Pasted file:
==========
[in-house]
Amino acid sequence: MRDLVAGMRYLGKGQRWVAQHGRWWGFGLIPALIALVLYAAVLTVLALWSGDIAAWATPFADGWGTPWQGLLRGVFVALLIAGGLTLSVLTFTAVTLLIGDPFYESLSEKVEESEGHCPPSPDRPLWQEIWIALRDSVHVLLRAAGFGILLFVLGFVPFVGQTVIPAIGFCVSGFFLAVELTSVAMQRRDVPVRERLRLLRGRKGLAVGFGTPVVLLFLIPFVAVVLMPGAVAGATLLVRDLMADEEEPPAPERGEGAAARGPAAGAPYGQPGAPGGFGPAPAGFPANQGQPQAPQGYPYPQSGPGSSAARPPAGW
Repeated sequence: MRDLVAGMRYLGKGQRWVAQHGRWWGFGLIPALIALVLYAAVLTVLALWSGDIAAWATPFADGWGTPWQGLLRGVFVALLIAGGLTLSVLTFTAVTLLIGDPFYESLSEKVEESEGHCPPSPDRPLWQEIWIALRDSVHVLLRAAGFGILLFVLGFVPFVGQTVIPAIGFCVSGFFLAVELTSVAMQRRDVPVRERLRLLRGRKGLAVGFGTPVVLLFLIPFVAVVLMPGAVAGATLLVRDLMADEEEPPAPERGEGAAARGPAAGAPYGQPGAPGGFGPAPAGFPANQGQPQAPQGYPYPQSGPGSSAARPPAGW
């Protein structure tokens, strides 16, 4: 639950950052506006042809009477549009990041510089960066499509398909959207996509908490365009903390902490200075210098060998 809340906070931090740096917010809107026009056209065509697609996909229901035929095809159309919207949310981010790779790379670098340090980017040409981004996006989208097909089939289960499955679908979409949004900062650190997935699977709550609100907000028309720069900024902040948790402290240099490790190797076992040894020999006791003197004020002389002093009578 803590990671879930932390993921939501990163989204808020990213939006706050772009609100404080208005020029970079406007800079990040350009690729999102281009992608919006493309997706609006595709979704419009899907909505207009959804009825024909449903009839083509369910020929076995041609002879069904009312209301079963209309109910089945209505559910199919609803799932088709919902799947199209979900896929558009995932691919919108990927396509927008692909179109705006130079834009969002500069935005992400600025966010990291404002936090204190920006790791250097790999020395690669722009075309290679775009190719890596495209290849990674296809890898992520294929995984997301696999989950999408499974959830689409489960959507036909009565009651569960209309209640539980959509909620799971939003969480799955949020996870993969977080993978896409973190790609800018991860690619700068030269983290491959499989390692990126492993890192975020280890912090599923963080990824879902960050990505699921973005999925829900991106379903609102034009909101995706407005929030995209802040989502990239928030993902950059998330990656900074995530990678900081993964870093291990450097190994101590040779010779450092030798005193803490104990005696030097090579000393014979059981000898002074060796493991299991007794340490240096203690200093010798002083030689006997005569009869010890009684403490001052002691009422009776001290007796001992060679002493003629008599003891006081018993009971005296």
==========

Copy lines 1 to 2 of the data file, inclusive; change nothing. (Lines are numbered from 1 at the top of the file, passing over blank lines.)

[in-house]
Amino acid sequence: MRDLVAGMRYLGKGQRWVAQHGRWWGFGLIPALIALVLYAAVLTVLALWSGDIAAWATPFADGWGTPWQGLLRGVFVALLIAGGLTLSVLTFTAVTLLIGDPFYESLSEKVEESEGHCPPSPDRPLWQEIWIALRDSVHVLLRAAGFGILLFVLGFVPFVGQTVIPAIGFCVSGFFLAVELTSVAMQRRDVPVRERLRLLRGRKGLAVGFGTPVVLLFLIPFVAVVLMPGAVAGATLLVRDLMADEEEPPAPERGEGAAARGPAAGAPYGQPGAPGGFGPAPAGFPANQGQPQAPQGYPYPQSGPGSSAARPPAGW